Each day Chang Chang examined the crack, and though it was growing a little longer, she decided all was well. What she didn’t notice was that the poor blue pot was miserable. Each time it drank from the stream, it secretly hoped that this day all the water would stay inside its belly, but each day when they reached the top of the hill, the pot knew it had failed. The blue pot glanced at the red pot and saw water filled to the top, and the blue pot began to feel desolate.

In its resting place on the far side of Chang Chang’s little hut, the blue pot worried and wept. “I’m no good, I’m no good, I’m no good!” the blue pot wailed.

“Stop your whining,” the red pot answered. “No one wants to hear from a pot.”

One day the blue pot woke and felt its crack beginning to expand. It was certain Chang Chang would soon decide to throw it away. Soon it would be no use to anyone for anything.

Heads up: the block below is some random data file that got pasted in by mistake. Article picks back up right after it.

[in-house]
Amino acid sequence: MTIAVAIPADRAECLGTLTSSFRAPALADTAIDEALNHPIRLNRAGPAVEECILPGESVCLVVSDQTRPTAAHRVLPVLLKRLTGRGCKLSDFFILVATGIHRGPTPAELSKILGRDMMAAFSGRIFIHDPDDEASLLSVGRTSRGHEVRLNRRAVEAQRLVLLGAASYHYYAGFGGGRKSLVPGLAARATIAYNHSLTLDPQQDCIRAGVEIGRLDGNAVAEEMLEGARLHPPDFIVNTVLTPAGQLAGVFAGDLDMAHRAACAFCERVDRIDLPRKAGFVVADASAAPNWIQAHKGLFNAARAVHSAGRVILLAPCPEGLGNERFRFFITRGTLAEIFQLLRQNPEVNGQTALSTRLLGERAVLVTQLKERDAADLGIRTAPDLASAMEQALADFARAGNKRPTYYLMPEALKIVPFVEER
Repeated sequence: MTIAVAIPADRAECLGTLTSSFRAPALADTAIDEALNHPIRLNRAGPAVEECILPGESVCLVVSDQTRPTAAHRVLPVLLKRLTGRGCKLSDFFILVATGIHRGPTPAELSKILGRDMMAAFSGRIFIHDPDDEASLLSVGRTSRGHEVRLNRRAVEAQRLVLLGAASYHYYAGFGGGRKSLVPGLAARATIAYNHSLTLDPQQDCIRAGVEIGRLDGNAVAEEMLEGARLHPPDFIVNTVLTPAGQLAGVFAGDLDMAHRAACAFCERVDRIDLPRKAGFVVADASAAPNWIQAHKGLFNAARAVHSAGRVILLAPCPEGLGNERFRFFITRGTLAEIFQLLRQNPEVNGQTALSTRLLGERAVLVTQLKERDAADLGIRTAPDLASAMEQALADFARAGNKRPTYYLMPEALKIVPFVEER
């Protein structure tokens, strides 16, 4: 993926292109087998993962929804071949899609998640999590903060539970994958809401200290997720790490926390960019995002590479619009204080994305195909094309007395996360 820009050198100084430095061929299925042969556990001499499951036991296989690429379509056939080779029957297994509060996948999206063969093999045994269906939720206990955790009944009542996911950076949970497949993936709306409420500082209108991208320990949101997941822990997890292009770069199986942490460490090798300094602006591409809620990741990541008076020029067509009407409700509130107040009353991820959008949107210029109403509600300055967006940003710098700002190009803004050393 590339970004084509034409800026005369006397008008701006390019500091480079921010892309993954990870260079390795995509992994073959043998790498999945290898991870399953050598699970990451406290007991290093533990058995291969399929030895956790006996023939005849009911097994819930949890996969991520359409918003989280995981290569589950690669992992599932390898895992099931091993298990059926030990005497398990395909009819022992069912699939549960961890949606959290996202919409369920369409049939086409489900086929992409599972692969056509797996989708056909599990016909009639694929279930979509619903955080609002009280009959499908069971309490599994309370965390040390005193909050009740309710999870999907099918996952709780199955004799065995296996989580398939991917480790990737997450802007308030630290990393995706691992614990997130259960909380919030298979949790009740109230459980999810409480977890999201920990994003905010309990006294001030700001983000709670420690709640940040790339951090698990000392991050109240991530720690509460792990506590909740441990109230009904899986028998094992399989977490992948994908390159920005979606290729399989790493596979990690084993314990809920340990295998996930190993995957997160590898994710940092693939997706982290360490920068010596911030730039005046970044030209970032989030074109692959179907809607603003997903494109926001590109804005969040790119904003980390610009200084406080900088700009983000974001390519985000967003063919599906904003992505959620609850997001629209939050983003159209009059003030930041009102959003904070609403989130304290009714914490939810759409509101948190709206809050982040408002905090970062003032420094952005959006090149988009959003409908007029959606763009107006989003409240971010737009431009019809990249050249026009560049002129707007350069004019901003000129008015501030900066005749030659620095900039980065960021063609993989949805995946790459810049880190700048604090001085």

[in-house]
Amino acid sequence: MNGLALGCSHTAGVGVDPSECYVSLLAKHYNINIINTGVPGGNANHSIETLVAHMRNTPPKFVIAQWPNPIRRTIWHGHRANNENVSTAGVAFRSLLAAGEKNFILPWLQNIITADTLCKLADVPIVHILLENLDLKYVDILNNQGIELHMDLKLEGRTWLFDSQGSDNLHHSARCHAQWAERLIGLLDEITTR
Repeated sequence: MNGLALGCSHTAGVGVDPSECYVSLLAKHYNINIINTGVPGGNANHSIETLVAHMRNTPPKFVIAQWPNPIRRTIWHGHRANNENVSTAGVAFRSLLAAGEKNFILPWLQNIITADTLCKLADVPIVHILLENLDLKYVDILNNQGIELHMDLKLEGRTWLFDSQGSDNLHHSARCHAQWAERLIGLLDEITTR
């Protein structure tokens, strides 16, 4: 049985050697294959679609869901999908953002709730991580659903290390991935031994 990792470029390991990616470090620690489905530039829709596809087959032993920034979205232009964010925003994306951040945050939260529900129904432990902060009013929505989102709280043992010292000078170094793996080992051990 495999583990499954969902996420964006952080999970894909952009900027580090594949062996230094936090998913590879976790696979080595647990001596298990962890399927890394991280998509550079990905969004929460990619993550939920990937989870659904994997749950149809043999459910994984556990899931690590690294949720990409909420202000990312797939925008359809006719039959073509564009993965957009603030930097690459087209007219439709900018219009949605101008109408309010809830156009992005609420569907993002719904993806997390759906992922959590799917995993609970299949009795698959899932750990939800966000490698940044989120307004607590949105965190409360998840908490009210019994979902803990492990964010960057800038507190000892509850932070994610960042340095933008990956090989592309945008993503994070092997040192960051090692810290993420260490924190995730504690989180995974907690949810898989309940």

That morning, as Chang Chang climbed the hill, she was startled to hear a voice she had never heard. “Chang Chang,” the voice said, “throw me away. I’m no good for anyone or anything.”

Chang Chang stopped and looked around, wondering who could be speaking to her. “Hello?” she called down the hill.

But the voice that answered was very near. “I’m right here,” said the blue pot, swinging this way and that to get Chang Chang’s attention. “I’m your pot. The pot you made with your own two hands. The pot that has served you so well all these years. But I see now my time is finished. The crack in my side has made me useless. When you carry me up the hill, I spill all my water. I’m no good!”

For a long moment Chang Chang stood very still, amazed that her pot had spoken. “Is that you?” she whispered, looking close. “Are you speaking, dear pot?”

“It is I!” the pot said. “I am so sorry I have failed you, but I have.”